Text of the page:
India’s second-largest e-bus maker finds itself entangled in FAME allegations over likely use of Chinese parts


One government-accredited vehicle testing agency insists the company wrongly availed subsidies under the FAME scheme, while another says it is compliant with the rules.

The ministry of heavy industries has now formed a team for a second probe into the allegations against PMI Electro Mobility Solutions Pvt. Ltd, according to two officials with direct knowledge of the development.

The Automotive Research Association of India (ARAI) in its audit report to the ministry in November said it had found evidence of PMI using imported auto parts in its electric buses, which would make it ineligible to avail subsidies under the FAME scheme.

PMI Electro Mobility is likely to have received subsidies to the tune of 500 crore so far under the FAME scheme, as per Mint’s estimate, considering electric buses typically receive 35-50 lakh as subsidies under the scheme depending on specifications such as length and battery size.

PMI has disputed ARAI’s findings.

The company, in response to Mint’s queries, said it had received fresh certification for FAME compliance in March from the International Centre for Automotive Technology (ICAT). Both ARAI and ICAT are government-backed vehicle testing agencies and affiliated with the ministry of heavy industries.

Now, a formal report is awaited from the ministry’s committee, which comprises members from both these agencies, the officials mentioned earlier said, requesting not to be identified.

“We have asked both the agencies to jointly study the localisation at PMI and the joint report will be considered,” said one of them, a senior government official.

In response to a query from Mint, PMI said it has “not received any communication from MHI in this regard”.

The ministry, ARAI and ICAT did not respond to requests for comment.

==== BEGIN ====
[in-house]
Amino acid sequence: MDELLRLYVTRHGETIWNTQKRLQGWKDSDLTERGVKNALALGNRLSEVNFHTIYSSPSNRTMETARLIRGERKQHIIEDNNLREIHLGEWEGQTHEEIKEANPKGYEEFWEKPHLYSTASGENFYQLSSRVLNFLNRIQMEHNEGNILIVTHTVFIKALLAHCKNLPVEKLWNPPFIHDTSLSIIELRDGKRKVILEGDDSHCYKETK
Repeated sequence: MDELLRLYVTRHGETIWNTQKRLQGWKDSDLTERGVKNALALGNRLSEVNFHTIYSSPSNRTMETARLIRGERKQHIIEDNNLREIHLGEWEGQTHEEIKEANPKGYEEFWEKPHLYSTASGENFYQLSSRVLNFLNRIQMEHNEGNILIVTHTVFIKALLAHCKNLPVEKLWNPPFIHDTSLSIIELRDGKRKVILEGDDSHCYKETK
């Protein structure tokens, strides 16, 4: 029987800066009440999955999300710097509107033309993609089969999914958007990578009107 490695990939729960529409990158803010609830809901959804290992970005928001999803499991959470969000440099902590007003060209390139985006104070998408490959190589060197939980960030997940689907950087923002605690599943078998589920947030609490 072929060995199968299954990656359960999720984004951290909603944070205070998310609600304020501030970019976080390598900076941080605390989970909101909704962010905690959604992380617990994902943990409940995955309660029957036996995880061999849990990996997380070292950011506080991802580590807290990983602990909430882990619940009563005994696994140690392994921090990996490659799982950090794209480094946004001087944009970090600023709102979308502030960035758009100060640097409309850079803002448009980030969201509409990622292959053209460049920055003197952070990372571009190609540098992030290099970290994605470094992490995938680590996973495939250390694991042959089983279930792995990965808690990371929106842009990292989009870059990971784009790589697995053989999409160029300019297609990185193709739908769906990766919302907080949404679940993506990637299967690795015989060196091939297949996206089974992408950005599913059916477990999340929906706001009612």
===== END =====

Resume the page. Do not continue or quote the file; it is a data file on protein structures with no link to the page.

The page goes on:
Complaints, and an earlier audit

The 10,000-crore second phase of the FAME scheme (FAME-II) was designed to promote local manufacturing of electric vehicles in India. To avail the sops, companies had to comply with some strict riders, including on buying parts locally. The scheme was introduced in April 2019 for three years, and later extended up to 31 March, 2024.

Also read | FAME-3 is coming; and here is what changes for EVs

0n 23 September, the ministry of heavy industries asked ARAI to examine the FAME-II certification granted to PMI by ICAT on 8 October 2021. Such a certification is necessary for EV makers to avail the subsidy under FAME, and is granted by authorized vehicle testing agencies.

This ministry ordered the audit after it received complaints that PMI violated FAME guidelines, ARAI states in its audit report that it submitted to the ministry in November. Mint has seen a copy of this audit report.

ARAI executives visited the manufacturing plant of PMI and its key suppliers to inspect their equipment, documents and certificates, the agency stated.

“From the manufacturing plant visit report, it is amply evident that, as alleged by the complainant, M/s PMI are using imported PMP components… in the manufacturing of their electric buses,” ARAI said in its report. 

PMP refers to the government’s Phased Manufacturing Plan that stipulated staggered deadlines for localising key components to continue availing subsidies under the FAME scheme.

Also read | Will electric cars miss out on incentives in Fame III?

PMI imported parts used in its buses such as traction motor, traction battery modules, DC charging inlet, vehicle control unit, and even basic components such as lighting switches and interior covers, ARAI stated in its audit report.